Digital Security and Privacy Are Being Addressed Across the Federal Government

October 2016

Security and privacy are complementary concepts; without security, consumers cannot have privacy. Privacy and security—particularly in our increasingly connected economy—are complex and require agile responses and engaged consumers, who update their devices and use good cyber hygiene. Given the number of diverse global contributors to the tech sector, from OS providers to manufacturers, to application developers and network operators and end users, there is no single solution or approach.

Sweeping and difficult policy issues will not soon be resolved in Congress, but in the meantime, several activities are underway to address connectivity, security, and privacy in the digital ecosystem.

  • The National Telecommunications and Information Administration (NTIA), located within the U.S. Department of Commerce, will address Internet of Things and consumer expectations about security in Austin, Texas on October 19, 2016. NTIA has convened a multistakeholder process concerning Internet of Things Security Upgradability and Patching. NTIA says that there has “sometimes been limited consideration for supporting future security patches, even though many devices will eventually need them,” and “manufacturers can struggle to effectively communicate to consumers the security features of their devices.” This process will consider how to develop a common lexicon or best practices. More information can be found here.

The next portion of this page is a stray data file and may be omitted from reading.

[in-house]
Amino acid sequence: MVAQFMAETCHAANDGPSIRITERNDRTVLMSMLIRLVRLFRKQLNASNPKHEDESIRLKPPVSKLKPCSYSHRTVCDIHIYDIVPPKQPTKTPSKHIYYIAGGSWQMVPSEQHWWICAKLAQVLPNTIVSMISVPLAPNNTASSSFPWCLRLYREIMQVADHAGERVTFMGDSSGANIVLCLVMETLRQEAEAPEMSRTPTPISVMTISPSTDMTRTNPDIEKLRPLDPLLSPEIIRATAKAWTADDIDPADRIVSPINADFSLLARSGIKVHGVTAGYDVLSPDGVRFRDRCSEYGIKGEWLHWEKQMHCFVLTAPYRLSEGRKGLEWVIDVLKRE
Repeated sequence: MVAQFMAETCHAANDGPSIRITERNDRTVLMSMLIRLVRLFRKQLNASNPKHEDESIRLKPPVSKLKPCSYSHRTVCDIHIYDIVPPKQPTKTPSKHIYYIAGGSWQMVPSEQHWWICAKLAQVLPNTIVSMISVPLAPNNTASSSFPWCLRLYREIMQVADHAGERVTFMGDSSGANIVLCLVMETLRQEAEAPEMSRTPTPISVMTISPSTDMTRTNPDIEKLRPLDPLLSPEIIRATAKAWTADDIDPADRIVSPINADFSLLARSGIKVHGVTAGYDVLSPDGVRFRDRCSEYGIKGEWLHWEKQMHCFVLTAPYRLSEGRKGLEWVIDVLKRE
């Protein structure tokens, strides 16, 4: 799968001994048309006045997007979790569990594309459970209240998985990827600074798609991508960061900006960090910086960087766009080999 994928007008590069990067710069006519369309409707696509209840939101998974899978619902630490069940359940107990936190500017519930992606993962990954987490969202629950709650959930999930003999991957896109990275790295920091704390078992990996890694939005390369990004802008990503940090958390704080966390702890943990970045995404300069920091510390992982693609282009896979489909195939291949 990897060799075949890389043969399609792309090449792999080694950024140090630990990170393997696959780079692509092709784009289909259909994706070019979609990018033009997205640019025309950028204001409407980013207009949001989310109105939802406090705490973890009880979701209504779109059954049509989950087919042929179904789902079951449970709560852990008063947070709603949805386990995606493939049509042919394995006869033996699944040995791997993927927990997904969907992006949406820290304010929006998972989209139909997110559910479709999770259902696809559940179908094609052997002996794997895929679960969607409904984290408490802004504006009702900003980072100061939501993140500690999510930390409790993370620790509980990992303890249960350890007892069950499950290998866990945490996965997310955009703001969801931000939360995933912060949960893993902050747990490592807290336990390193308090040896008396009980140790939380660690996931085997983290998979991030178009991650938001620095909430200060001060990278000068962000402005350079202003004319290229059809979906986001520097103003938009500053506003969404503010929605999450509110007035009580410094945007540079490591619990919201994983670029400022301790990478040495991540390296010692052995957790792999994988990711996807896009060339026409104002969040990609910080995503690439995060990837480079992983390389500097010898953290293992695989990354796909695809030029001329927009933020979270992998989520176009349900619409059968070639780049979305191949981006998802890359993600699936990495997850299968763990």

• The National Institute of Standards and Technology (NIST) is examining mobile threats and security across the federal government, creating a Mobile Threat Catalogue that purports to list varied threats across mobility. Some can be addressed through simple end-user cyber hygiene, while others require nation-state engagement to address global issues and trust. Comments are being taken and are due November 10, 2016. More information can be found here.
  • NIST is looking at privacy controls and privacy risks associated with security controls. It proposes adding to existing security guidance “privacy considerations that are relevant to, or arise from, security controls.” It is updating NIST Special Publication 800-53, Appendix J. NIST has held public workshops and the comment period closed on September 30, 2016. Information can be found here.
  • NIST released on October 4, 2016, Special Publication 800-150, a Guide to Cyber Threat Information Sharing, which “provides guidelines for establishing and participating in cyber threat information sharing relationships. This guidance helps organizations establish information sharing goals, identify cyber threat information sources, scope information sharing activities, develop rules that control the publication and distribution of threat information, engage with existing sharing communities, and make effective use of threat information in support of the organization’s overall cybersecurity practices.” This publication addresses privacy and the potential impacts on privacy of various sharing activities.
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